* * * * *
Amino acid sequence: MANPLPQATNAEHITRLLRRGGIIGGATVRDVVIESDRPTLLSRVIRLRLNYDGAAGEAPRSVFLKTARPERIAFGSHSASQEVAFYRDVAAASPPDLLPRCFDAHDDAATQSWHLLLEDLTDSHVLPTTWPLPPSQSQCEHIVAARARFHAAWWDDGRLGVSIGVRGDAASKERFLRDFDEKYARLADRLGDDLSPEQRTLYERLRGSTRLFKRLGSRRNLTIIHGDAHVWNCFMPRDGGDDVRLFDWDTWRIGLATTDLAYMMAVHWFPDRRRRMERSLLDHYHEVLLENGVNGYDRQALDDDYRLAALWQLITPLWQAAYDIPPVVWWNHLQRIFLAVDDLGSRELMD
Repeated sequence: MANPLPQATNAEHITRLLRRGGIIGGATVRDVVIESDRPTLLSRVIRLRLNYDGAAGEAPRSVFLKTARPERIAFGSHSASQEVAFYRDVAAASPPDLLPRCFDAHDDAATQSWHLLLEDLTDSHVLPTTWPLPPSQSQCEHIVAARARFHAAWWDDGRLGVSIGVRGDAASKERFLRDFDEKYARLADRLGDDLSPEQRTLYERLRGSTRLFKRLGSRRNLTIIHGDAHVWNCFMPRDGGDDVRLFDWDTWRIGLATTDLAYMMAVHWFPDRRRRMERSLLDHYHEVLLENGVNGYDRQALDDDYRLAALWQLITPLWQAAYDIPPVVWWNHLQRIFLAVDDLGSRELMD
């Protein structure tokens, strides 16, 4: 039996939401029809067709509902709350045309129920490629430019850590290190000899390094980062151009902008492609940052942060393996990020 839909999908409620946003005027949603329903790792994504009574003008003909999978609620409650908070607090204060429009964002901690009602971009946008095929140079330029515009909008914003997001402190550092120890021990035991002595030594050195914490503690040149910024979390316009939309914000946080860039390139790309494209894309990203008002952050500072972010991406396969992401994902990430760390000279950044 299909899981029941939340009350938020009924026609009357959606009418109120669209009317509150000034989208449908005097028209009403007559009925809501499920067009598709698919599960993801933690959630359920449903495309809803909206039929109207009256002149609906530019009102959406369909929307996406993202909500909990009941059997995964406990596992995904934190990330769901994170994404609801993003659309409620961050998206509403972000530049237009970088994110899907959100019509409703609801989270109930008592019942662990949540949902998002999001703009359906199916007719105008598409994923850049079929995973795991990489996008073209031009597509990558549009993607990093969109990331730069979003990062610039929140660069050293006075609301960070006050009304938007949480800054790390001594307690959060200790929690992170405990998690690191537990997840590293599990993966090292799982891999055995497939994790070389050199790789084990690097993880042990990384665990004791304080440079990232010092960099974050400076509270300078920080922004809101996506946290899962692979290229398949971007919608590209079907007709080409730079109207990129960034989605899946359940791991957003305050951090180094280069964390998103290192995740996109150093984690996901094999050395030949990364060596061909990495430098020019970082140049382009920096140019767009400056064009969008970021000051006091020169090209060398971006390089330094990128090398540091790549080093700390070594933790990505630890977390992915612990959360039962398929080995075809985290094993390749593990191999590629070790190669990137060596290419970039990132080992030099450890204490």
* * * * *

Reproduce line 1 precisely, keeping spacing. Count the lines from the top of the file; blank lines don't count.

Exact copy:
Amino acid sequence: MANPLPQATNAEHITRLLRRGGIIGGATVRDVVIESDRPTLLSRVIRLRLNYDGAAGEAPRSVFLKTARPERIAFGSHSASQEVAFYRDVAAASPPDLLPRCFDAHDDAATQSWHLLLEDLTDSHVLPTTWPLPPSQSQCEHIVAARARFHAAWWDDGRLGVSIGVRGDAASKERFLRDFDEKYARLADRLGDDLSPEQRTLYERLRGSTRLFKRLGSRRNLTIIHGDAHVWNCFMPRDGGDDVRLFDWDTWRIGLATTDLAYMMAVHWFPDRRRRMERSLLDHYHEVLLENGVNGYDRQALDDDYRLAALWQLITPLWQAAYDIPPVVWWNHLQRIFLAVDDLGSRELMD